Ghost Recon Frontline has been announced, and it’s sure to shake things up on multiple fronts. It’s clearly angling to leap feet first into territory that’s currently controlled by Fortnite, Apex Legends, and Call of Duty: Warzone, but it’s also asking the Ghost Recon fanbase to jump to a slightly different type of game than the tactical military shooters that have come before. So how is it going to convince both groups of players to give it a shot?
During Ubisoft’s pre-announcement briefing, developers at its Bucharest studio explained some of what sets Frontline apart from other battle royale games. While it sets more than 100 players loose on a rugged island, this isn’t your typical last squad standing contest: each team is racing to collect three pieces of intel, then extract on a helicopter. Any other team can disrupt that last step, steal the intel, and then use the helicopter to extract themselves.
There’s loot to scavenge all over Drakemoor, but not everything is random as you also get to pick a class before each match begins. This unlocks a set of class-specific abilities and gadgets, as well as a progression path to grind through as the match draws on. So far we’ve seen an offensive-minded assault trooper, a support class who can call for battlefield fortifications, and a scout who specialises in picking off enemies at a distance.
Characters are randomly generated from a variety of backgrounds and appearances, so it doesn’t look like you’ll be playing with bespoke, handcrafted operators as in Warzone. More classes will be coming in post-launch seasonal updates, so the possibilities of squad composition are going to get more interesting as time goes on.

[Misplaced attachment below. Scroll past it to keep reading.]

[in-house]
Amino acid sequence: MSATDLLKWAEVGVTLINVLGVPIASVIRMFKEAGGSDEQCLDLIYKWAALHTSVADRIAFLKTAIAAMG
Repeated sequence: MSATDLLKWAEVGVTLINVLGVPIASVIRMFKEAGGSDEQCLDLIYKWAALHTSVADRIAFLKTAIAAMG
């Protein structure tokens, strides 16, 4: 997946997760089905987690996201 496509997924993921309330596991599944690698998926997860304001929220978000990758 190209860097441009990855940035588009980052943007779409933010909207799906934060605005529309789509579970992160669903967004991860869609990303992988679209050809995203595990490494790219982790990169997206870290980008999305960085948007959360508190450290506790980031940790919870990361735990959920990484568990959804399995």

Frontline is a free-to-play multiplayer game, so naturally new seasons will deliver fresh content in the form of additional game modes, classes, and map areas. At launch, Frontline will feature Expedition (the mode described above), as well as some more traditional modes common to PvP shooters that play out in smaller arenas with lower player counts.
this isn't your typical last squad standing contest
Frontline also ditches the third-person perspective used in Ghost Recon games like Wildlands and Breakpoint to a first-person perspective, which Ubisoft says is meant to heighten player immersion and set the emphasis on reactive, responsive gameplay.
Several key questions remain unanswered. We don’t know how Frontline’s monetisation model works yet, and that will likely be key in determining how willing players are to give this a shot and stick around for subsequent seasons. We’ve also yet to learn about weapon loadouts, and whether you’ll be able to customise gear outside of matches, or if you’ll have to make do with what you find in Drakemoor.
Ubisoft says Ghost Recon Frontline is still in “an early stage of development,” so anything and everything we’ve seen so far is subject to change, and the publisher says it will be using feedback from an upcoming closed test to shape the game’s features and balancing ahead of release.
We’ll see whether Ghost Recon can finally deliver Ubisoft the Warzone contender it’s looking for, or if it’s destined to quickly fade away as Hyper Scape has. Time will tell.